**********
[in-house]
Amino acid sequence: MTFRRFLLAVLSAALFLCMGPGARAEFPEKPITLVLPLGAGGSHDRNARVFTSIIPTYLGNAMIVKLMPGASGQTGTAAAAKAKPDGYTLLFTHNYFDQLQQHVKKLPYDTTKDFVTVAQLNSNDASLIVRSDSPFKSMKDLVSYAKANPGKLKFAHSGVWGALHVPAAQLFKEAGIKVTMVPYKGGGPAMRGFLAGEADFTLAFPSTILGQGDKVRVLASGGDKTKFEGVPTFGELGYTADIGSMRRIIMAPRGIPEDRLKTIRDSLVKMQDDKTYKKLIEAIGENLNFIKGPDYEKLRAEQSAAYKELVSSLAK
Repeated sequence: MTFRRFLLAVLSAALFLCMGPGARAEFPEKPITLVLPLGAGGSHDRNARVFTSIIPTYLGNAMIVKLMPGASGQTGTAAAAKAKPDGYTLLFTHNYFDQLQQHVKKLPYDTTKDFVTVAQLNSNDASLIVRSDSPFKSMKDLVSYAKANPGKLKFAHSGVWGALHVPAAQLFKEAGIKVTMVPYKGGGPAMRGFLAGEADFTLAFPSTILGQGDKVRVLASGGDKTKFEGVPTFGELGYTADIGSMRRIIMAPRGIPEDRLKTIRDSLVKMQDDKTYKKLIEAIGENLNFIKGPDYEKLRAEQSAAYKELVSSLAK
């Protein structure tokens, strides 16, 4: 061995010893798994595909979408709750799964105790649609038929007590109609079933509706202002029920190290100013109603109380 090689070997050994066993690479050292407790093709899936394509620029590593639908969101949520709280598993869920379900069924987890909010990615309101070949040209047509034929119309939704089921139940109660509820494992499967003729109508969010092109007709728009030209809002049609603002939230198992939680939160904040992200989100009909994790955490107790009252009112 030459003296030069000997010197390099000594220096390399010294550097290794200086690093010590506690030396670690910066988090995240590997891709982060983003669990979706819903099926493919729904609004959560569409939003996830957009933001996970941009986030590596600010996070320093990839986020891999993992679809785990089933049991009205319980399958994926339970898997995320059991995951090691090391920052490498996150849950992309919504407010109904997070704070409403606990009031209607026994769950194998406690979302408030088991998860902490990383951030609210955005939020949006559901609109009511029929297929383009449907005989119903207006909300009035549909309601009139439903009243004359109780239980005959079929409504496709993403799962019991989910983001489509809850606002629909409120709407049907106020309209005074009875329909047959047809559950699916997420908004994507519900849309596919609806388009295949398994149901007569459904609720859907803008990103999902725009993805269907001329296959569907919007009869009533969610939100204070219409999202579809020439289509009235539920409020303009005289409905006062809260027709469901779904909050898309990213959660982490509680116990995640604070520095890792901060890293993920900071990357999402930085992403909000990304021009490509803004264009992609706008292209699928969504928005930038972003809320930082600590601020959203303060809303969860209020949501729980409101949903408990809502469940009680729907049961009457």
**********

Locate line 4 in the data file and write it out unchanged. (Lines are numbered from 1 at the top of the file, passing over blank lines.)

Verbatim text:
């Protein structure tokens, strides 16, 4: 061995010893798994595909979408709750799964105790649609038929007590109609079933509706202002029920190290100013109603109380 090689070997050994066993690479050292407790093709899936394509620029590593639908969101949520709280598993869920379900069924987890909010990615309101070949040209047509034929119309939704089921139940109660509820494992499967003729109508969010092109007709728009030209809002049609603002939230198992939680939160904040992200989100009909994790955490107790009252009112 030459003296030069000997010197390099000594220096390399010294550097290794200086690093010590506690030396670690910066988090995240590997891709982060983003669990979706819903099926493919729904609004959560569409939003996830957009933001996970941009986030590596600010996070320093990839986020891999993992679809785990089933049991009205319980399958994926339970898997995320059991995951090691090391920052490498996150849950992309919504407010109904997070704070409403606990009031209607026994769950194998406690979302408030088991998860902490990383951030609210955005939020949006559901609109009511029929297929383009449907005989119903207006909300009035549909309601009139439903009243004359109780239980005959079929409504496709993403799962019991989910983001489509809850606002629909409120709407049907106020309209005074009875329909047959047809559950699916997420908004994507519900849309596919609806388009295949398994149901007569459904609720859907803008990103999902725009993805269907001329296959569907919007009869009533969610939100204070219409999202579809020439289509009235539920409020303009005289409905006062809260027709469901779904909050898309990213959660982490509680116990995640604070520095890792901060890293993920900071990357999402930085992403909000990304021009490509803004264009992609706008292209699928969504928005930038972003809320930082600590601020959203303060809303969860209020949501729980409101949903408990809502469940009680729907049961009457």